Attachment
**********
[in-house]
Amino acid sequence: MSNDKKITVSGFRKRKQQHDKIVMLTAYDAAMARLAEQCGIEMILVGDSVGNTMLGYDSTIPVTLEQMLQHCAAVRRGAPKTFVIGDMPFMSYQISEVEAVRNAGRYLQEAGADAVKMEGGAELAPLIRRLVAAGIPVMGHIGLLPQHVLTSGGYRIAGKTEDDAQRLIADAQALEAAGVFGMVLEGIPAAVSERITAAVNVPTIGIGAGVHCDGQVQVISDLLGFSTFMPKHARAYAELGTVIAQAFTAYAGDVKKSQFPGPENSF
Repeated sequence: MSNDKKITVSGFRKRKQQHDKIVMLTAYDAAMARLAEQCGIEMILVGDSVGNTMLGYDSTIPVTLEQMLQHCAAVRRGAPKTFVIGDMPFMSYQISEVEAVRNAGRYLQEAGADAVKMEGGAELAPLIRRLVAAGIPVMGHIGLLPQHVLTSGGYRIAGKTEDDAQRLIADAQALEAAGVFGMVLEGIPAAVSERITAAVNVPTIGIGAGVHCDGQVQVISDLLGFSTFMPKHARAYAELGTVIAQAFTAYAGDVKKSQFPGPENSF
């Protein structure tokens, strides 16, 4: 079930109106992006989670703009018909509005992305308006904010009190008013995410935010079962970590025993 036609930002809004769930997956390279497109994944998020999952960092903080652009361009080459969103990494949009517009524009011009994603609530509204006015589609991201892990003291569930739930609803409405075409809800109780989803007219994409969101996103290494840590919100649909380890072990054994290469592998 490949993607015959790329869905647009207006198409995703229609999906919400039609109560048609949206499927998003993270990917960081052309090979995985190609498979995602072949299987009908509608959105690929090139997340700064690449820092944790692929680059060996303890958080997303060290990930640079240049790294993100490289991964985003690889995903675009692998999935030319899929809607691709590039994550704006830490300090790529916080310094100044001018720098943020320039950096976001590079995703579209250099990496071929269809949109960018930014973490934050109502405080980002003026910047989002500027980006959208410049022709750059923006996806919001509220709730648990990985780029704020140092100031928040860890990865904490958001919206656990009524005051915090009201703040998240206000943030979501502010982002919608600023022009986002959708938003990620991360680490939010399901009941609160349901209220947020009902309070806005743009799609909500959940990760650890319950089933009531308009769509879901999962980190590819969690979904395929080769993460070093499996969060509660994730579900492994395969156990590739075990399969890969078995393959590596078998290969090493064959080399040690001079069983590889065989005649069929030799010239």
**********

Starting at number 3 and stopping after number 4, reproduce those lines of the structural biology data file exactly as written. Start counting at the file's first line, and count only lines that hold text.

Repeated sequence: MSNDKKITVSGFRKRKQQHDKIVMLTAYDAAMARLAEQCGIEMILVGDSVGNTMLGYDSTIPVTLEQMLQHCAAVRRGAPKTFVIGDMPFMSYQISEVEAVRNAGRYLQEAGADAVKMEGGAELAPLIRRLVAAGIPVMGHIGLLPQHVLTSGGYRIAGKTEDDAQRLIADAQALEAAGVFGMVLEGIPAAVSERITAAVNVPTIGIGAGVHCDGQVQVISDLLGFSTFMPKHARAYAELGTVIAQAFTAYAGDVKKSQFPGPENSF
């Protein structure tokens, strides 16, 4: 079930109106992006989670703009018909509005992305308006904010009190008013995410935010079962970590025993 036609930002809004769930997956390279497109994944998020999952960092903080652009361009080459969103990494949009517009524009011009994603609530509204006015589609991201892990003291569930739930609803409405075409809800109780989803007219994409969101996103290494840590919100649909380890072990054994290469592998 490949993607015959790329869905647009207006198409995703229609999906919400039609109560048609949206499927998003993270990917960081052309090979995985190609498979995602072949299987009908509608959105690929090139997340700064690449820092944790692929680059060996303890958080997303060290990930640079240049790294993100490289991964985003690889995903675009692998999935030319899929809607691709590039994550704006830490300090790529916080310094100044001018720098943020320039950096976001590079995703579209250099990496071929269809949109960018930014973490934050109502405080980002003026910047989002500027980006959208410049022709750059923006996806919001509220709730648990990985780029704020140092100031928040860890990865904490958001919206656990009524005051915090009201703040998240206000943030979501502010982002919608600023022009986002959708938003990620991360680490939010399901009941609160349901209220947020009902309070806005743009799609909500959940990760650890319950089933009531308009769509879901999962980190590819969690979904395929080769993460070093499996969060509660994730579900492994395969156990590739075990399969890969078995393959590596078998290969090493064959080399040690001079069983590889065989005649069929030799010239």